December 11, 2016

Let’s build a virtual piano!

I discovered this 30-day JS Challenge and decided to give the projects a try. School break starts in 6 days and I’ve been feeling the crunch for a couple of weeks now. But I stumbled across this great 30-day JavaScript challenge and decided that I needed to take it. One thing I learned from teaching myself to code is to do is FREQUENTLY. Personally, I find that 1-hour every day for a week is so much better than 7 hours for one day a week when you’re trying to learn a programming language.

So today’s my first day of the challenge and this is what I did:

Challenge #1 – Building a JavaScript Drum Kit

How the challenge works is you would download the starter files, watch the tutorials (follow along if you wish, or do it by yourself after the tutorial), and then build your project. The tutorial was pretty quick. Wes covered a lot within a 19-minute timeframe. The HTML and CSS has been pre-written and all you need to do is familiarize yourself with it, and then start writing your JavaScript.

The playing with the drum kit is easy enough to understand. The page displays different keys, each with a different sound. You hit the corresponding key on your keyboard to play that sound.

I chose to follow along and had to pause a couple of times throughout the video. After I got the drum kit working, I felt that I understood it, but wanted to do more so that I could re-apply what I just learned. So I decided to build my own project. Aaaand…I chose to build a piano.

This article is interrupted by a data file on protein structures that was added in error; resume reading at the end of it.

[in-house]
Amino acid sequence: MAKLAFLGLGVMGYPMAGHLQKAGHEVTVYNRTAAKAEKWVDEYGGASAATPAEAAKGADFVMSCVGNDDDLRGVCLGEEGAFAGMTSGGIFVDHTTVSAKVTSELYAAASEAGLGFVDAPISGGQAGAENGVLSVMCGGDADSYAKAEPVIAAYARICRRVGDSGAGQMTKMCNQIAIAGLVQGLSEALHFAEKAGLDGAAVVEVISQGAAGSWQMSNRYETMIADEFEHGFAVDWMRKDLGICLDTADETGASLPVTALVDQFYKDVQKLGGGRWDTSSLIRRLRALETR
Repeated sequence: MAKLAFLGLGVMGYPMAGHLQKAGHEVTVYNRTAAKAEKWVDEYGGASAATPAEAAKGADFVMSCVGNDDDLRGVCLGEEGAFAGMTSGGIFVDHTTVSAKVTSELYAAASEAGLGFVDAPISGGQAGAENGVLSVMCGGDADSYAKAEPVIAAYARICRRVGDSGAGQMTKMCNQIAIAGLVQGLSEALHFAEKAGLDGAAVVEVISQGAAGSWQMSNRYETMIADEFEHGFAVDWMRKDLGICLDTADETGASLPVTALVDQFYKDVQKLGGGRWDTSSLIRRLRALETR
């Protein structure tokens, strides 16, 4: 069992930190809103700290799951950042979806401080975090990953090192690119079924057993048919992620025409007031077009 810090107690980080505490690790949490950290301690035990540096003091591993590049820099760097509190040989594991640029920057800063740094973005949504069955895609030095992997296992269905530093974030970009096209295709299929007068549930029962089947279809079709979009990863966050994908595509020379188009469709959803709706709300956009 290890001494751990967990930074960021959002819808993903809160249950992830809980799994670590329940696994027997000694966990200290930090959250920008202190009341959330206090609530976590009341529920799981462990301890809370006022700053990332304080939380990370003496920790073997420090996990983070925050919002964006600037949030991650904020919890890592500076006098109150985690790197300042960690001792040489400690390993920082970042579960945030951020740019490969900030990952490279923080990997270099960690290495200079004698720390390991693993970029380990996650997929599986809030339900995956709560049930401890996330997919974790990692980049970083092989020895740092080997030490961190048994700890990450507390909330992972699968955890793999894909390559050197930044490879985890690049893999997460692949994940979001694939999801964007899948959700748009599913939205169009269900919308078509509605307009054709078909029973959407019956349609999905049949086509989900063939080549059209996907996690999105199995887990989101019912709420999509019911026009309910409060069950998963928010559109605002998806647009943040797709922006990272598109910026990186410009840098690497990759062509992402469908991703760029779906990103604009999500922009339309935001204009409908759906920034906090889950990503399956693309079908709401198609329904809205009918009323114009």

My Challenge – Building a Virtual Piano & Making the audio play on click

From there, I built my own keys. The hardest part was actually matching the keys to the correct audio. I’ve studied music and played the flute for 10 years, but surprisingly I’ve never played the piano. When I was done, I wrote up a new function to also make the keys clickable, which wasn’t given in the tutorial.

JavaScript30 Drum Kit code

The drum kit JavaScript code was written so that the events are executed when the user makes a keydown action. I wanted the same thing to happen during a click. Rather than repeating that same function during a click, did some re-arranging.

During Wes’s tutorial, he had written the playSound function so that it plays during a keyDown event. I changed the playSound function to accept the keyId instead. This way, whether it’s a keyDown or a click event, I can grab the keyId from the event, and pass it to the playSound function which will play that corresponding sound.

To make the click event work, I wrote a for loop that iterates over all of the keyDivs, so that during a click event, it will grab the data-key number for the div that was clicked on, and play the audio that’s associated with that number.

Below is what my JavaScript ended up looking like.

Digital Piano JavaScript code

That process took a while. I’m still fairly new to JavaScript and trying to figure out the best way to write functions and make things work. But in the end I got to build this functioning virtual piano! You can also play with it here

I’m going to try and do my best to build my own version of the JavaScript30 projects and add my own personal twist. After all, that’s the best way to learn.

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